Guilt about disliking certain people...

Reply Wed 14 Oct, 2020 01:58 pm
Hi Everyone,

First post for me - I've been dealing with anxiety and OCD thoughts for what seems like my entire life, but has got a lot worse in the last 3-5 years or so. I have been practicing meditation for 1 year, which has been a huge help, but I still struggle with decisions I have made in the past, guilt tripping myself to no end...even if it really isn't anything major. Which leads me to what I am going through now...

3 years ago, I worked in a sales office located just outside of the small tourist town that I live in. I had worked in the office for about 1 year when an opening became available, and someone in my friend group (not necessarily someone I was close with, but was friendly with) applied . Let's call her Kelly. She got the job, and we shared a smaller closet-like office for the next year.

This was fine in theory, and to the rest of our friend group it seemed like a good thing, but I was admittedly not thrilled when she got the job. I am a very easy going, non-confrontational, people-pleasure by nature who generally likes to go with the flow and do his own thing. Kelly was the polar opposite, and without seeming too harsh (lol here I go), needed to be at the centre of attention at all times, spoke about herself or other people (gossipy) constantly, and always seemed to turn anything that you send back around so that it was about her. If I were to mention how I was going golfing after work, she would respond with "I don't see the appeal of golf, I like spending my time doing things that at the end of it you can say you accomplished something" with a straight face, not as a funny jab (which I would be cool with). Huh? If there was an argument or fight within the friend group, she was at the centre of it (while I was far, far away). I listened to her talk about other people all the time - why would I, then, talk to her about myself, if the she was only going to turn around spew it to the next person?

On the other hand, I knew that she was putting herself out there to apply and take the challenge of a new job. I knew that she had good intentions and wasn't a bad person, just not a person that I found engaging or that I wanted to spend my time talking to or being around. That is obviously a problem when you share an office, which I'll get to. She was also caring and did want to help others. Long story short, I just described the qualities that I found most challenging, but she was not a bad person. Just not a person I wanted to spend 40 hours a week with.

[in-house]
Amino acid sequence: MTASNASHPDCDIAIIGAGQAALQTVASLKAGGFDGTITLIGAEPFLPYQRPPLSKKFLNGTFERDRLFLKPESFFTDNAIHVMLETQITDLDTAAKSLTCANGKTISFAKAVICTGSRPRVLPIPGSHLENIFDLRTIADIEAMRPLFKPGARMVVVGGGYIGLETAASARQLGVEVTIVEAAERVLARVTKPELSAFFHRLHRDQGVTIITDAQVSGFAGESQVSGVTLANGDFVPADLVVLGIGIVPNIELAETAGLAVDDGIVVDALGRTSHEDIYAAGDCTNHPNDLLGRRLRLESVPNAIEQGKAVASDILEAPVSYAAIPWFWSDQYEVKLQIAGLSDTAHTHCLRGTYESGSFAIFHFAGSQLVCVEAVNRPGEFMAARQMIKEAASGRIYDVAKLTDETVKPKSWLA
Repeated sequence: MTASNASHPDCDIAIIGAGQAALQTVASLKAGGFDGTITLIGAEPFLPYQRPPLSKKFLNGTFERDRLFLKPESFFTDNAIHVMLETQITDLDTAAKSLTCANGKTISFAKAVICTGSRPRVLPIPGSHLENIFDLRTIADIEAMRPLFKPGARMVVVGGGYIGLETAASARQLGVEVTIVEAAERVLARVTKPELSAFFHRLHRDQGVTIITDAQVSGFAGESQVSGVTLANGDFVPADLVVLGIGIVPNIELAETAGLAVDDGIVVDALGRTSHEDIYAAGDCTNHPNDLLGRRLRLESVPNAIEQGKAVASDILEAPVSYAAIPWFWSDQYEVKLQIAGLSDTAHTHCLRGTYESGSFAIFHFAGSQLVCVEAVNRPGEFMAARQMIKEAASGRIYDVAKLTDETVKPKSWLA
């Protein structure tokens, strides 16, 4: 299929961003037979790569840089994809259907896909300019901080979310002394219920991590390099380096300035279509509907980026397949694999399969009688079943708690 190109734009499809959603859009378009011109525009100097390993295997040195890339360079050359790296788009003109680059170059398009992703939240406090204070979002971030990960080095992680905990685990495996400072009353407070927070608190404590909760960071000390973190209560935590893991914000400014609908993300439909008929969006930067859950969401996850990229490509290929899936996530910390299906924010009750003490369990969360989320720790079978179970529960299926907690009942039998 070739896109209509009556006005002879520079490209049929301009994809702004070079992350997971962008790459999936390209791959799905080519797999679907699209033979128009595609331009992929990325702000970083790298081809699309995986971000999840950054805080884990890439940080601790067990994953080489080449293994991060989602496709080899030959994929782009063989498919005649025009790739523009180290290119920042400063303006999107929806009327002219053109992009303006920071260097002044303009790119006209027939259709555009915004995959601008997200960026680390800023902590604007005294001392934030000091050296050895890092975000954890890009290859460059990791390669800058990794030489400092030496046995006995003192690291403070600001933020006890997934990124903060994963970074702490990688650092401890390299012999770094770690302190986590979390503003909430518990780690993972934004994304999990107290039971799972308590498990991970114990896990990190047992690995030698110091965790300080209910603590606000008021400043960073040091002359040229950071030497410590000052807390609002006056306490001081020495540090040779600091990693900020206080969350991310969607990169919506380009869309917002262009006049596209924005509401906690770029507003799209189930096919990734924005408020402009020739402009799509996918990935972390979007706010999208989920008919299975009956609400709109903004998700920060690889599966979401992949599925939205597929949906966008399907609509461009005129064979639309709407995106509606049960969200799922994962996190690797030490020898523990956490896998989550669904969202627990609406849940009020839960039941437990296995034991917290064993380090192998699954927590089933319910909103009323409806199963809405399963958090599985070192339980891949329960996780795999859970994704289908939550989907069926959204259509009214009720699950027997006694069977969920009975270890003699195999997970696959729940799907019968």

Anyways, over the first few months of working together I become more and more tired of her, more exhausted by listening to her talk about herself or others constantly, and so I slowly just blocked her out, minimizing my interactions with her if I could. I wasn't mean or rude or anything, I just engaged with her less and less, keeping things professional and civil (so I thought anyways). I kept things brief, and went about my day as I normally would. This obviously cased a big riff between us - elephant in the room - as she expected us to be really close in the office, not knowing that I had no real intentions of ever living up to that. I wrongly assumed that she would just kind of move on and find a group of individuals that were more on her level, which did eventually happen, but not without a significant amount of tension being caused by the fact that I wasn't one of those who were really interested, and didn't talk about my issues.

As time went on, the elephant got bigger and bigger, but I was stubborn and unwilling to talk to her about my issues with her. They were, after all, MY problems with her. So when she asked what was wrong, why I was so quiet, I just said that that's just the way I like to work, and that it wasn't a big deal that I was keeping to myself most of the time. That was clearly a lie, seeing as I interacted quite a bit differently with those who I enjoyed being around! But that was a better option than stating that I really just couldn't stand her.

I knew that she wasn't doing anything wrong, that she was just doing her best, and so I still did try to support her whenever I could. I offered to help her whenever she needed it, to take work off of her plate when she was busy even though I had twice the workload, and always spoke highly of her to her superiors when they asked how she was doing. When she made a mistake, I would tell her how I have made the same mistake, even worse mistakes, and not to sweat it. I helped knowing that she wouldn't say thank you or acknowledge the fact that I was dropping my work to help her with hers, but that was ok. I felt guilty for not staying true to my "people pleaser" roots, and so helping out was the least that I could do.

But on a personal level, I just couldn't seem to do it with her. This was before I practiced meditation, which has opened my eyes to what I could have done, what tools I could have used to deal with her. Today, I see what my role was in making the office a less enjoyable place for us to both come to every day. In short, steps I could have taken are:

1) Instead of just putting up a wall and pretending like there was no issue, it was my responsibility to say something - anything - that would have at least acknowledged the fact that I was so obviously not engaging with her. I could have lied, said it was nothing to do with her just to ease her own insecurities about what was wrong. In my defense, I didn't see lying as an option and didn't want to insult her by saying everything I had an issue with, but going silent while pretending that there was no issue was not the right approach either.